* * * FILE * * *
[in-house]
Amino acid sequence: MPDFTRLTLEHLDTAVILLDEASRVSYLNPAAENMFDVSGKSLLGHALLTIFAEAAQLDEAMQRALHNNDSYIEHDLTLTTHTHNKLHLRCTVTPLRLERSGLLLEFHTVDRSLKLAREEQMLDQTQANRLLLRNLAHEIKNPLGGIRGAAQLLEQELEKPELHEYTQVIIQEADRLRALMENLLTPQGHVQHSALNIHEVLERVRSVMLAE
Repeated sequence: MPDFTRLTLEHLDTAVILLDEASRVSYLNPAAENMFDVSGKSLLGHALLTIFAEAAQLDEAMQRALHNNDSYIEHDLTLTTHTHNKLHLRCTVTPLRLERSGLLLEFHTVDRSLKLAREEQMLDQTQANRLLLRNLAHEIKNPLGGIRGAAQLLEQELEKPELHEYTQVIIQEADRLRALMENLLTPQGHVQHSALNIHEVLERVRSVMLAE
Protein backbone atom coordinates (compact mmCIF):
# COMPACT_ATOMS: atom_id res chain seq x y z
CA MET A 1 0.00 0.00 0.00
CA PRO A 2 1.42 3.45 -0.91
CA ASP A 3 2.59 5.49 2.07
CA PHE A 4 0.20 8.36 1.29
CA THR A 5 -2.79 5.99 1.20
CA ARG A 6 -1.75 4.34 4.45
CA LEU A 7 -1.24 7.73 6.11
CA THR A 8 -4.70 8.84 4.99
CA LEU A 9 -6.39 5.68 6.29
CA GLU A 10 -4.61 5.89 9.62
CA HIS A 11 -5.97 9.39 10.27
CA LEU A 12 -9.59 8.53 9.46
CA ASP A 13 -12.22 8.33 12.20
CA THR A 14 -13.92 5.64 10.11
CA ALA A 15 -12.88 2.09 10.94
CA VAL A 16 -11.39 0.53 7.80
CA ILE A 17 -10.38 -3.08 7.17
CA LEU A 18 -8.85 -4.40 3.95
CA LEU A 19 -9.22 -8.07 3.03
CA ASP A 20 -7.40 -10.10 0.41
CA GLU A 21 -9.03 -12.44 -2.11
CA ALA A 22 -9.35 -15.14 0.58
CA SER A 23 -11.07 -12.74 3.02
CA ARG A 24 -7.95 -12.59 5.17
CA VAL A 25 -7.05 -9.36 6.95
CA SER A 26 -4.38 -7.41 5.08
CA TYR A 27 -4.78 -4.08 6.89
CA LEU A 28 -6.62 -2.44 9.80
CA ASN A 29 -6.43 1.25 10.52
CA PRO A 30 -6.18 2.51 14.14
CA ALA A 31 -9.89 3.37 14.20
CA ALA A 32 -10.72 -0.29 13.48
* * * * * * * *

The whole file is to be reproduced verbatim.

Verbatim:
[in-house]
Amino acid sequence: MPDFTRLTLEHLDTAVILLDEASRVSYLNPAAENMFDVSGKSLLGHALLTIFAEAAQLDEAMQRALHNNDSYIEHDLTLTTHTHNKLHLRCTVTPLRLERSGLLLEFHTVDRSLKLAREEQMLDQTQANRLLLRNLAHEIKNPLGGIRGAAQLLEQELEKPELHEYTQVIIQEADRLRALMENLLTPQGHVQHSALNIHEVLERVRSVMLAE
Repeated sequence: MPDFTRLTLEHLDTAVILLDEASRVSYLNPAAENMFDVSGKSLLGHALLTIFAEAAQLDEAMQRALHNNDSYIEHDLTLTTHTHNKLHLRCTVTPLRLERSGLLLEFHTVDRSLKLAREEQMLDQTQANRLLLRNLAHEIKNPLGGIRGAAQLLEQELEKPELHEYTQVIIQEADRLRALMENLLTPQGHVQHSALNIHEVLERVRSVMLAE
Protein backbone atom coordinates (compact mmCIF):
# COMPACT_ATOMS: atom_id res chain seq x y z
CA MET A 1 0.00 0.00 0.00
CA PRO A 2 1.42 3.45 -0.91
CA ASP A 3 2.59 5.49 2.07
CA PHE A 4 0.20 8.36 1.29
CA THR A 5 -2.79 5.99 1.20
CA ARG A 6 -1.75 4.34 4.45
CA LEU A 7 -1.24 7.73 6.11
CA THR A 8 -4.70 8.84 4.99
CA LEU A 9 -6.39 5.68 6.29
CA GLU A 10 -4.61 5.89 9.62
CA HIS A 11 -5.97 9.39 10.27
CA LEU A 12 -9.59 8.53 9.46
CA ASP A 13 -12.22 8.33 12.20
CA THR A 14 -13.92 5.64 10.11
CA ALA A 15 -12.88 2.09 10.94
CA VAL A 16 -11.39 0.53 7.80
CA ILE A 17 -10.38 -3.08 7.17
CA LEU A 18 -8.85 -4.40 3.95
CA LEU A 19 -9.22 -8.07 3.03
CA ASP A 20 -7.40 -10.10 0.41
CA GLU A 21 -9.03 -12.44 -2.11
CA ALA A 22 -9.35 -15.14 0.58
CA SER A 23 -11.07 -12.74 3.02
CA ARG A 24 -7.95 -12.59 5.17
CA VAL A 25 -7.05 -9.36 6.95
CA SER A 26 -4.38 -7.41 5.08
CA TYR A 27 -4.78 -4.08 6.89
CA LEU A 28 -6.62 -2.44 9.80
CA ASN A 29 -6.43 1.25 10.52
CA PRO A 30 -6.18 2.51 14.14
CA ALA A 31 -9.89 3.37 14.20
CA ALA A 32 -10.72 -0.29 13.48